Church of Scientology Web site attacked by Anonymous Hackers

Church of Scientology Web site Attack

A group of hackers who call themselves “Anonymous” have attacked the Church of Scientology’s online Web site. As the name of the group itself suggests, Anonymous does not disclose the true identities of its members.

Scientology, which was founded by L. Ron Hubbard is a religion in itself that millions across the world practice and promote with a high level of belief. Scientology describes itself as “the study and handling of the spirit in relation to itself, others and all of life.” Some of its most notable followers include actors Tom Cruise and John Travolta.

The attack on Church of Scientology Web site was supposedly launched by Anonymous on January 19, 2008. The hackers claim that the main reason for it was to seek media attention in order to help “save people from Scientology by reversing the brainwashing.”

The attack on the official Church of Scientology website included a number of computers bombarding the victim’s servers with requests, overwhelming it with data. The main aim was to ultimately knock the system offline.

Anonymous have also released a video that says, “Scientology, we are waging war against you. A war unlike any war we have experienced before. A war that shall not only be known for one against [bad word] but for one against uber[bad word]. A war that shall make you think twice before interfering with the tubes. A war that shall leave the name anonymous charred with respect and glory. A war that perhaps one day will be remembered as the greatest thing we have ever done.”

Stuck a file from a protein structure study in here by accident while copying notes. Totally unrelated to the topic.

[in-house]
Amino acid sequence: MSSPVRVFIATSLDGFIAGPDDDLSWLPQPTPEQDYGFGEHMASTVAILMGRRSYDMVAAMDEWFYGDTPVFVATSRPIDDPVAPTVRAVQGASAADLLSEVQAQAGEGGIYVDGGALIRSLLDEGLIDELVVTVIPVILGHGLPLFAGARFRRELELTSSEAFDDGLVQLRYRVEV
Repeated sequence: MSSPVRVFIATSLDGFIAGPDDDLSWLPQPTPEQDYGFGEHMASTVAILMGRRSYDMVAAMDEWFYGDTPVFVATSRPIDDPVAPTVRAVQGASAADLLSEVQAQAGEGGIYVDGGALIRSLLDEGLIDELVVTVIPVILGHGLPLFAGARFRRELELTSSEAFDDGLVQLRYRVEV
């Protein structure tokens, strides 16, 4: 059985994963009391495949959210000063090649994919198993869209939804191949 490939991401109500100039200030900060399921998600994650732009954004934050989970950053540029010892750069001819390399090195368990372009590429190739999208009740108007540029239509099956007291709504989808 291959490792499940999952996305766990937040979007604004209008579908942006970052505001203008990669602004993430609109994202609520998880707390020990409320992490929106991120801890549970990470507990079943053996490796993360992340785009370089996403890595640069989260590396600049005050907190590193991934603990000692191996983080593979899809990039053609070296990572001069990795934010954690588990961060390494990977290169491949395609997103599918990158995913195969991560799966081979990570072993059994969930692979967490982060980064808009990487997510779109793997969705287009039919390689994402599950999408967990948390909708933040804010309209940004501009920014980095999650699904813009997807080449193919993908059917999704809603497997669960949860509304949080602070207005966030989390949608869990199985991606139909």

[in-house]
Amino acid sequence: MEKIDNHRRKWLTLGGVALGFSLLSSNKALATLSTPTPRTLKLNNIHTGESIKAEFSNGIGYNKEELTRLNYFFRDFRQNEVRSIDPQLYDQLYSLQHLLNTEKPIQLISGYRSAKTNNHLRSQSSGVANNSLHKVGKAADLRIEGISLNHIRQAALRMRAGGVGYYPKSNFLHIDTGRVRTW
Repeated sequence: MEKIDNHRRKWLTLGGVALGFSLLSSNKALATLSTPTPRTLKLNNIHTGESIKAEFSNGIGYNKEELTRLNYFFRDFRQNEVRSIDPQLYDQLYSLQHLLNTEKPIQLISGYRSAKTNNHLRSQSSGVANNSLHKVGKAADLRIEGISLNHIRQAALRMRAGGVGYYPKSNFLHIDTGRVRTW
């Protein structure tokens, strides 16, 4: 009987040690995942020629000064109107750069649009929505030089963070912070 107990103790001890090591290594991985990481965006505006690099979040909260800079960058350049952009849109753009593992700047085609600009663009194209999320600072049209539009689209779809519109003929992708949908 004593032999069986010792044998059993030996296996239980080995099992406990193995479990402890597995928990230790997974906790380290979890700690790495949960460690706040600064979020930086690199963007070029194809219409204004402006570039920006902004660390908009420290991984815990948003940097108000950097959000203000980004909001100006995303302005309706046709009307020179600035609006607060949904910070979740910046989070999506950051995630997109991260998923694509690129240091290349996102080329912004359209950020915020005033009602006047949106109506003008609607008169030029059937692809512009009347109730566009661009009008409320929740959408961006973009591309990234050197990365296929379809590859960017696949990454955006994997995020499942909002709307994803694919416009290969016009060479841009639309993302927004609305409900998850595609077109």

“For the good of your followers, for the good of mankind and for our own enjoyment, we shall proceed to expel you from the Internet and systematically dismantle the Church of Scientology in its present form,” the voice in the video continued.

Anonymous were however not entirely successful in bringing down the Church of Scientology’s web site. Instead, the site was hit with a number of DDOs (Distributed Denial-Of-Service) attacks, which flooded the site with as much as 220 Mbps of traffic.

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